Leaders Are Insatiably Curious
As Brandon Bruce shared with us in episodes 78 and 79, great leaders are insatiably curious. They are curious about themselves, their organization, their constituents, their customers, and the world. They ask hard questions and are comfortable being uncomfortable because they know it will stretch them and make them better.
I often believe that the best question is the one that makes you really uncomfortable. For instance, you have recently seen many high profile leaders tolerating unacceptable / inappropriate behavior from peers and subordinates. So why won’t that leader address the uncomfortable questions and face the issue bringing whatever corrective action or discipline is necessary? My personal opinion is first, and foremost, their overwhelming need to win. Removing that team member might reduce the ability to win. Maybe it’s the leader’s need to always be right. If the leader takes action it might confirm others suspicion that he/she made a mistake. Sometimes it’s just because of the leader’s need to be liked.
These men and women set themselves up to fail because they were unwilling to ask or respond to difficult questions that challenge. Questions that challenge their team, questions that challenge themselves and their motives. Their response (or lack thereof), is sadly absent when it’s needed most. How else will you learn if you don’t challenge yourself?
In the last episode, I mentioned that Josh Linkner had identified some tremendous benefits to asking questions. He said that asking questions fosters ownership, autonomy, and feelings of success. Well in an article that Josh wrote which was published by Forbes magazine, he offers 13 questions great leaders ask their team. The link to the article can be found below and I picked a few of my favorites to share with you:
What is everyone thinking, but nobody has the courage to say?
As a leader, if you fear hesitancy on the part of your direct reports to question/challenge you or your latest decision(s), you should be VERY afraid. Remember in the previous episode I identified the need to build trust. People have to know that you are sincere in wanting to hear what they are thinking. Make it safe for them to say what they are thinking.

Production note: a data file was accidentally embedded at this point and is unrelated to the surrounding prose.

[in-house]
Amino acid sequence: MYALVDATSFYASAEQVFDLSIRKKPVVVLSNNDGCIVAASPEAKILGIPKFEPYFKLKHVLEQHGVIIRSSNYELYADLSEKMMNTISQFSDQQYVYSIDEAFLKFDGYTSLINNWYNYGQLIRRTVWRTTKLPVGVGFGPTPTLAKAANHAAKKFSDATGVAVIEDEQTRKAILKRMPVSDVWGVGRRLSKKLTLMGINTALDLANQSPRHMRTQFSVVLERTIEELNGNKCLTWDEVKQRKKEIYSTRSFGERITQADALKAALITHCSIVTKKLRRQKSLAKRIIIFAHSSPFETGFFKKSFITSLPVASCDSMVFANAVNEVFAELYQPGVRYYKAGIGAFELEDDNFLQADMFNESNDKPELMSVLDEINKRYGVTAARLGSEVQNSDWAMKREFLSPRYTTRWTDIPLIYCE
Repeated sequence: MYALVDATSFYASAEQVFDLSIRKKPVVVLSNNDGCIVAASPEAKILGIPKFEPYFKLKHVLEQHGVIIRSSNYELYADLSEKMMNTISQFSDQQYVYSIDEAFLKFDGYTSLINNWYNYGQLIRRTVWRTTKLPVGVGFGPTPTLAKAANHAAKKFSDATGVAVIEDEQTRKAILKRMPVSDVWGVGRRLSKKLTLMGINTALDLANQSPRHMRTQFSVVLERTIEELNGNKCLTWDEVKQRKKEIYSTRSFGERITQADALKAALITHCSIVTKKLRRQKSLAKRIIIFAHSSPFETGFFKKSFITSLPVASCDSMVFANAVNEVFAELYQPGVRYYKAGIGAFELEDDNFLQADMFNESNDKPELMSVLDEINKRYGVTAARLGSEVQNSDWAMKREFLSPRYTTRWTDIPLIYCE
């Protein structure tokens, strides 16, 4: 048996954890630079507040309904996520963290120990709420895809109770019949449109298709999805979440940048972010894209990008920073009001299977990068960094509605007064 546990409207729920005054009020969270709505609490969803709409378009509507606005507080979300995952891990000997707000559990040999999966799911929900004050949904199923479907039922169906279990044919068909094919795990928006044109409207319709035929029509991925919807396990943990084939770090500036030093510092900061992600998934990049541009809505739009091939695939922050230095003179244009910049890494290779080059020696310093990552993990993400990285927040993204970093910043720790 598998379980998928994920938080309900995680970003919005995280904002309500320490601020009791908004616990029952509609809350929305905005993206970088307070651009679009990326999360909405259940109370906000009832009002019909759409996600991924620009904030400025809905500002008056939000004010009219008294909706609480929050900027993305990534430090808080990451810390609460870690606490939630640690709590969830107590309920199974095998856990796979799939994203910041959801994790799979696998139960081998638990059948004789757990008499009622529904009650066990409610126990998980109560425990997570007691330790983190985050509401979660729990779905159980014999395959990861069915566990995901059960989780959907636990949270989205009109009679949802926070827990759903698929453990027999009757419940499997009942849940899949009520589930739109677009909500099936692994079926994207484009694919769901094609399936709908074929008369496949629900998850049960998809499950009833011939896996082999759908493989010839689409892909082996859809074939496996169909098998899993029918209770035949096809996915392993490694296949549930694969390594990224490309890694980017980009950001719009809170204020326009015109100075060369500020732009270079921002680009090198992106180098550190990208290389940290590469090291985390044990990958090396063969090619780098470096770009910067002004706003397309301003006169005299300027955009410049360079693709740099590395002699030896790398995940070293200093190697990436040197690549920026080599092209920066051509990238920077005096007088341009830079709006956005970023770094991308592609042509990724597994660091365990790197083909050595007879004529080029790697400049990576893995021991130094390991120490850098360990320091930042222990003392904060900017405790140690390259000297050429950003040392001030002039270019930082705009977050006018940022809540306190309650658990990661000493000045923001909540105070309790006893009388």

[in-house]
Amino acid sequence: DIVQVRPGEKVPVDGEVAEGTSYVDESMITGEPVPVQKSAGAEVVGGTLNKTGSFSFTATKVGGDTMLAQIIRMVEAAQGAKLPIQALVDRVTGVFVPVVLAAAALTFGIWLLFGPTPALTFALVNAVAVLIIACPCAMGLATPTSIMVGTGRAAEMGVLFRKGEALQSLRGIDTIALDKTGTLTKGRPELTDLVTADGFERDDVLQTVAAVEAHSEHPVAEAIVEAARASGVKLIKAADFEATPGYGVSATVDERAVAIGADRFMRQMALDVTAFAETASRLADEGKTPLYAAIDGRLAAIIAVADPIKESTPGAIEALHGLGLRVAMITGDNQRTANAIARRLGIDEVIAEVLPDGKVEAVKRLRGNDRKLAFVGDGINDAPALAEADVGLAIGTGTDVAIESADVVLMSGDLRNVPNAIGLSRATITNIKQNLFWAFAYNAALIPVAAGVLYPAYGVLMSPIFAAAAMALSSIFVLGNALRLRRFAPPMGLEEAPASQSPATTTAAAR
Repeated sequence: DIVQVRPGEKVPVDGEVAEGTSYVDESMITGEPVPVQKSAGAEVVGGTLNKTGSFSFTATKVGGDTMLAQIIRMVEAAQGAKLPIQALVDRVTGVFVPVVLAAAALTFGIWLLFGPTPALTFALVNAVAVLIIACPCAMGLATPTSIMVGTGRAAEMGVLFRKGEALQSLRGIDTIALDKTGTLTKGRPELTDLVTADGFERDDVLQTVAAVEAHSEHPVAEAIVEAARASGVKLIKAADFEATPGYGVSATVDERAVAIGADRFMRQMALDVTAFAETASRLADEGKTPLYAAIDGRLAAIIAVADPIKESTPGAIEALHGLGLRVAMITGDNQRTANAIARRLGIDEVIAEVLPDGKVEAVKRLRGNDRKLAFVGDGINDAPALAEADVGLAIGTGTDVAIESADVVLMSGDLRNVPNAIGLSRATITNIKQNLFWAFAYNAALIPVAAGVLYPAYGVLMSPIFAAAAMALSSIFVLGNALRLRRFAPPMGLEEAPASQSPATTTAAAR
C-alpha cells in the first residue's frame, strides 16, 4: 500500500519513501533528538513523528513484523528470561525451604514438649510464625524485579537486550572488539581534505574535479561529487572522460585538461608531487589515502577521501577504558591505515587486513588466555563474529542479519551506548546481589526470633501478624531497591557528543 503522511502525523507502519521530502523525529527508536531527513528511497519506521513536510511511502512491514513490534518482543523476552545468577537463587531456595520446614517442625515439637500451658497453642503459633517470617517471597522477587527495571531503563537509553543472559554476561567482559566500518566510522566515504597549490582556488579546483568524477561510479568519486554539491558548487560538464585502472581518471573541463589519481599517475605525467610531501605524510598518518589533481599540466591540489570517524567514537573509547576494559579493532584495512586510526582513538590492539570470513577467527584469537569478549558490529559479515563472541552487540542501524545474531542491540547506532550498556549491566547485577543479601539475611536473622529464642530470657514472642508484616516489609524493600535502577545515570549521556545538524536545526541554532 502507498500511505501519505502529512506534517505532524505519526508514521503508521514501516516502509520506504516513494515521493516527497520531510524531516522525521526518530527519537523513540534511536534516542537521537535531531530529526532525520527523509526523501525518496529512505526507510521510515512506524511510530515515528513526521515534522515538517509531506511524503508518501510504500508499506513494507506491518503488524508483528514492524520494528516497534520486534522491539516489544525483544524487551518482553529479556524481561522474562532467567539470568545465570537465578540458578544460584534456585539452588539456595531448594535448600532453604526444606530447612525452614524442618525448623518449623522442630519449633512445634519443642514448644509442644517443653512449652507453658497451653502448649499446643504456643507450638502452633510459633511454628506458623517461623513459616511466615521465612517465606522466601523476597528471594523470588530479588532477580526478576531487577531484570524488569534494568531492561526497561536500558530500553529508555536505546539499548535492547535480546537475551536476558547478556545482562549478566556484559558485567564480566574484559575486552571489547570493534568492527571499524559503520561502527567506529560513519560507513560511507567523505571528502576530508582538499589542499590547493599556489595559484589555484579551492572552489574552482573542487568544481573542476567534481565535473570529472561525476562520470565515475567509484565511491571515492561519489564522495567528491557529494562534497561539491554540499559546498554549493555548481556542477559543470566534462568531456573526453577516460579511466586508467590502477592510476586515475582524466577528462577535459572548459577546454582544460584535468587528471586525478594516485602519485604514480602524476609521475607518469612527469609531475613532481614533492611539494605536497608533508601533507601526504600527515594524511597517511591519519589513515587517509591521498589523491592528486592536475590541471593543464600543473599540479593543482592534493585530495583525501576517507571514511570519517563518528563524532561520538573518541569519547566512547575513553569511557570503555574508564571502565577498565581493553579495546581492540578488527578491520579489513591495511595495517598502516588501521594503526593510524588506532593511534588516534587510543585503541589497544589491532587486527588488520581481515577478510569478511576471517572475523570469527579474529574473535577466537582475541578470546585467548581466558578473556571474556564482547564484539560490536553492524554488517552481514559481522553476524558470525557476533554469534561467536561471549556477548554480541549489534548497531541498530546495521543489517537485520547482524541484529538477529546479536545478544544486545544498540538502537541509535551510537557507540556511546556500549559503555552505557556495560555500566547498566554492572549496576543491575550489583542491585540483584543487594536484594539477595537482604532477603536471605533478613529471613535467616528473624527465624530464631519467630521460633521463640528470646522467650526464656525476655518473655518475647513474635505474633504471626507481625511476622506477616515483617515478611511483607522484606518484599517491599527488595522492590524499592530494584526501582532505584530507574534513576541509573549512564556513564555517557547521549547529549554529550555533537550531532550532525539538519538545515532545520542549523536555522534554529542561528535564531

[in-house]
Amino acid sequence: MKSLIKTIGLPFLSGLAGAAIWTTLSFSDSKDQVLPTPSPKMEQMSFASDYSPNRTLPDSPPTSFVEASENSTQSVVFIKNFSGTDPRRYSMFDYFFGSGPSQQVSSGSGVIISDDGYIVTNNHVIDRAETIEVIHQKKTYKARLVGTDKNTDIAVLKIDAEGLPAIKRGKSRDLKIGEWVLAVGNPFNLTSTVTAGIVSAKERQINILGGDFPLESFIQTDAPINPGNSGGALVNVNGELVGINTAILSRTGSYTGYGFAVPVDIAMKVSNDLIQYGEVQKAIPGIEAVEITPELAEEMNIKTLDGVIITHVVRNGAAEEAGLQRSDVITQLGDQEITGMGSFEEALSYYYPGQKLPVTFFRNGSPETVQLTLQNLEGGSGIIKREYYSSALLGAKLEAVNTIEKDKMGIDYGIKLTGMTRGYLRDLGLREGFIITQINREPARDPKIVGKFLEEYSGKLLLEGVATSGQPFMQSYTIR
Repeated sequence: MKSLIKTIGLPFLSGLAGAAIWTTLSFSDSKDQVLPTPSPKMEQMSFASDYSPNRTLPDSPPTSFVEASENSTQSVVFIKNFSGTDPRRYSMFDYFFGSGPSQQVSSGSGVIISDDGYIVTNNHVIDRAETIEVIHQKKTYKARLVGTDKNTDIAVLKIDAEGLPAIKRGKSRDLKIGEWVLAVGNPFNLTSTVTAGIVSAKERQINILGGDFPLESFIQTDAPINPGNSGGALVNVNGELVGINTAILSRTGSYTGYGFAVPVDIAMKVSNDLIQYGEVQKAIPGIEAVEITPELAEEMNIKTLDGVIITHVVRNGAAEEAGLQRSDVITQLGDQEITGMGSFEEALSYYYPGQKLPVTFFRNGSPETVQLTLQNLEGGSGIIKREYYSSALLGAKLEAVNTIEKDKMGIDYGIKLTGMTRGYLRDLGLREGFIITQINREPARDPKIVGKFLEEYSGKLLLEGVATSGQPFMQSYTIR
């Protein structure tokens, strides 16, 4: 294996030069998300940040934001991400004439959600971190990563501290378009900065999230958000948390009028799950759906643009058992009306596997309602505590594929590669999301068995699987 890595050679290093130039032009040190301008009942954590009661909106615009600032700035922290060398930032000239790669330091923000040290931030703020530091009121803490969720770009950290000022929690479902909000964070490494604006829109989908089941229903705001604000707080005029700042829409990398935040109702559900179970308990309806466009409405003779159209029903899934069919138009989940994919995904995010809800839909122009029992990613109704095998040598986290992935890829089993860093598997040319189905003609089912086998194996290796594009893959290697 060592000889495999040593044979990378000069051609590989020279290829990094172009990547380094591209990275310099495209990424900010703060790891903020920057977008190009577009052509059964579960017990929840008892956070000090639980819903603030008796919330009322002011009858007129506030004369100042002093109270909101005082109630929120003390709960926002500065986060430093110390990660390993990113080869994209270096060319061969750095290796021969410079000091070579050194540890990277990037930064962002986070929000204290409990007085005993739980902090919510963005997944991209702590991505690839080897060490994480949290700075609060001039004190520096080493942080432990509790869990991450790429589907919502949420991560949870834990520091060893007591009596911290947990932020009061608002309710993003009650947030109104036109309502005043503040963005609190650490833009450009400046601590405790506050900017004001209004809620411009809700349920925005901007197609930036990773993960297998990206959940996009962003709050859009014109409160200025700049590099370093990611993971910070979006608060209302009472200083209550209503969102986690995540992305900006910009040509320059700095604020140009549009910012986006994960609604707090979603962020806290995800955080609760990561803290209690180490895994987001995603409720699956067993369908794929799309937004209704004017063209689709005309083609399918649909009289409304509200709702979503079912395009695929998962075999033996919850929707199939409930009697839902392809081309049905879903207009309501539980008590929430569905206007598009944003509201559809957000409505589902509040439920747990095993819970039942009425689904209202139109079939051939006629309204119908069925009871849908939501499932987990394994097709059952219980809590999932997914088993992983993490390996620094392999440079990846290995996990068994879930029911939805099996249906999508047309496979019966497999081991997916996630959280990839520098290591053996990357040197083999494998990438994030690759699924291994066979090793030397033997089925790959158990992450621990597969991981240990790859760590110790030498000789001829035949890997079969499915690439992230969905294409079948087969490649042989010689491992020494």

What are the three things that are holding us back right now?
This is a great question that can expose correctable items preventing growth/progress. Maybe your process is dictating your method and it’s keeping you from concluding sales because it’s so clunky. Address it, don’t ignore it! And do not buy into the excuses that nothing can be done about it.
Are we focusing on preserving the problem to which we are a solution, or are we innovating our way to success?
This one touches a nerve, eh?! Have you ever speculated that specific problems are never addressed because they perpetuate the ongoing sale of the solution? Pharmaceuticals anyone?
What do you need from me in order to help you reach your full potential?
Possibly the most powerful question a leader can ask a team member. What can I do for you?
The Five Whys
Another method for diving deep to get answers that the team needs is the “Five Whys” method. I first came across this method in Root Cause Analysis training. So often, the immediate answers to “Why” are symptoms and not causes. You have to be persistent to get deep enough to expose root causes. In practice, you take your biggest concern. Ask “why.” Then repeat asking “why” each time you get to an answer. Repeat this four times.